Oh, it mentions the pursuit of truth and eternal significance but limits its messages to aphorisms such as “the truth is in the paradox”.
This statement is made by Caro’s uni teacher, Dr Deveaux, back in Canada after critiquing her essay on a John Donne poem, which he says is “a grand adventure in missing the point.” In the book, Dr Deveaux follows up with, “Anything not done in submission to God, anything not done to the glory of God, is doomed to failure, frailty and futility. This is the unholy trinity we humans fear most. And we should, for we entertain it all the time as the pain and expense of not knowing the real one.”
When Caro meets Kent in Oxford in the book, he is a pastor’s son studying theology, while in the movie, he is studying political science. In both versions, their budding attraction is nipped in the bud when Caro spies a message from a friend trying to set Kent up with a “godly” girl in her late-20s who is still a virgin. Caro assumes that Kent and his friends are part of “some sort of deflowering cult” that involves notches on their bedposts.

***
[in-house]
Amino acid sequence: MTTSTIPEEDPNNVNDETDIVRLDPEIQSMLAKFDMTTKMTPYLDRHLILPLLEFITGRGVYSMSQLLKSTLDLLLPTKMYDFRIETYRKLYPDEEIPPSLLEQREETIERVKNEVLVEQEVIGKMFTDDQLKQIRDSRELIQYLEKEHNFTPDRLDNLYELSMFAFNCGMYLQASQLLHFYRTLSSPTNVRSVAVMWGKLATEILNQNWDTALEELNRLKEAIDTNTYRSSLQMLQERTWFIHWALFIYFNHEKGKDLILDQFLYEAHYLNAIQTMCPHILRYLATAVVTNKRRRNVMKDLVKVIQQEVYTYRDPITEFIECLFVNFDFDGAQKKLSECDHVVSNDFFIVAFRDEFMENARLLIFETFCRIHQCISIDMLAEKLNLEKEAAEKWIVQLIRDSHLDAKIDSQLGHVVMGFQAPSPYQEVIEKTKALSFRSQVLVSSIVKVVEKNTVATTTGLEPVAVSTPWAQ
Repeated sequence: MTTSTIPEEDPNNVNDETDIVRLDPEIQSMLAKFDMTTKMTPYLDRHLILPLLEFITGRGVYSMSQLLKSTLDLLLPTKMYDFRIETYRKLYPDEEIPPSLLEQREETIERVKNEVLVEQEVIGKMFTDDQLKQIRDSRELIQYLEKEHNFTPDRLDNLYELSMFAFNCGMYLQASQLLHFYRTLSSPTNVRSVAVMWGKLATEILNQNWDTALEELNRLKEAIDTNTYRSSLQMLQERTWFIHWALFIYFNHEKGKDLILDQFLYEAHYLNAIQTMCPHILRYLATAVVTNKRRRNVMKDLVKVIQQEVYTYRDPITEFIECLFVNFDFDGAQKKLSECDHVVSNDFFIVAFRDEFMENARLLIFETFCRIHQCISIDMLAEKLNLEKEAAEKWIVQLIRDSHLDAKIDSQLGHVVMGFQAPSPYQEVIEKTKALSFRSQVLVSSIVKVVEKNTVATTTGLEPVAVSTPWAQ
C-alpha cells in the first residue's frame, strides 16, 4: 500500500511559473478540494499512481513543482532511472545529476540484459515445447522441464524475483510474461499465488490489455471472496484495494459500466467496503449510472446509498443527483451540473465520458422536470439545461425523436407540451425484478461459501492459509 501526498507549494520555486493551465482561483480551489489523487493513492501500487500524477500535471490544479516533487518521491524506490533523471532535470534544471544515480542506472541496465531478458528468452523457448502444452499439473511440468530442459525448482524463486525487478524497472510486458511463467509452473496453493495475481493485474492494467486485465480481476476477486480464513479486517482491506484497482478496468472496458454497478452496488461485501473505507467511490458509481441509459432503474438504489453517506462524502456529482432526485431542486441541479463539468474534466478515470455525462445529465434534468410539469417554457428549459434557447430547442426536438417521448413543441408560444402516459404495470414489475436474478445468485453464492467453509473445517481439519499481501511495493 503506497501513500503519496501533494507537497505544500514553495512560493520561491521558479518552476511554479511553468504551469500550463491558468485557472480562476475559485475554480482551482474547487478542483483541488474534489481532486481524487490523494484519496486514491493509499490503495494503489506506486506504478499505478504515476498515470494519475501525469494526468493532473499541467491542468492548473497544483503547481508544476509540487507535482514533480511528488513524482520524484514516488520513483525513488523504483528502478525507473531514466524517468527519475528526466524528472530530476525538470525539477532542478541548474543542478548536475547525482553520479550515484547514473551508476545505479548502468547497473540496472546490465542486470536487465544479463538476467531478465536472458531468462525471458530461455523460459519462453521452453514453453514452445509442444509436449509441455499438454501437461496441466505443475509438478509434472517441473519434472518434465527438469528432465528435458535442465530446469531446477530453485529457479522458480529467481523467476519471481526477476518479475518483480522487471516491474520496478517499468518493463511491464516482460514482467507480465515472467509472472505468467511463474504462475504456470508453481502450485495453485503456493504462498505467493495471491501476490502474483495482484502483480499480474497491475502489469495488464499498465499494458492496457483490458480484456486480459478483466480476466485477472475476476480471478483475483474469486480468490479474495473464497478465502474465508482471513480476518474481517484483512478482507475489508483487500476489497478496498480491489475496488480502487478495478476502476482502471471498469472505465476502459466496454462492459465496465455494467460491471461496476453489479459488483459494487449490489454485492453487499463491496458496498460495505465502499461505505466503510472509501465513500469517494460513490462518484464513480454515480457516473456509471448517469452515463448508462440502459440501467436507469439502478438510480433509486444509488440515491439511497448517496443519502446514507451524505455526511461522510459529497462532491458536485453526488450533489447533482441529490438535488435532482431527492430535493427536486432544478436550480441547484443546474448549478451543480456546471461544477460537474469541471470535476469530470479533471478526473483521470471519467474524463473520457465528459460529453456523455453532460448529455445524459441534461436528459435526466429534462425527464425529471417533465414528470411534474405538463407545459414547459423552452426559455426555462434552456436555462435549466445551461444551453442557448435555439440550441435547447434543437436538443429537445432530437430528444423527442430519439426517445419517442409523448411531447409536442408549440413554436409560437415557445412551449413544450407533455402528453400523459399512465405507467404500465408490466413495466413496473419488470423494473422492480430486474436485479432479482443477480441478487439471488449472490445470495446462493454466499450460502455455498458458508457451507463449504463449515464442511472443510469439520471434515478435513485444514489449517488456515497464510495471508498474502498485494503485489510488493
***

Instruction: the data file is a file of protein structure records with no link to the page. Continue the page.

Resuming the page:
“I looked at [Kent] hard. I mean really, really hard. The kind of hard where my eyes were like man-hating lasers about to slice through his pathetic skin and incinerate, upon impact, his already shrivelled heart,” she writes.
The film delivers a much more subtle and muted reference to “faith.”
While Caro soon softens to Kent in the book as they pursue meaty gospel conversations, in the film, Caro continues her hard-eyed harrumphing and eye-rolling to the point of outright rudeness, which made me wonder why this gorgeous young man continued to bother with her!
In each of the key scenes in the story, the film delivers a much more subtle and muted reference to “faith.”
For example, when Caro and Kent are invited to sit at the Provost’s table for dinner with a brilliant visiting scientist, Dr Sterling (played memorably by Simon Callow), he is asked if he believes in “a higher consciousness, something outside and above the created world.” In the book, he is asked, “Do you believe in God?”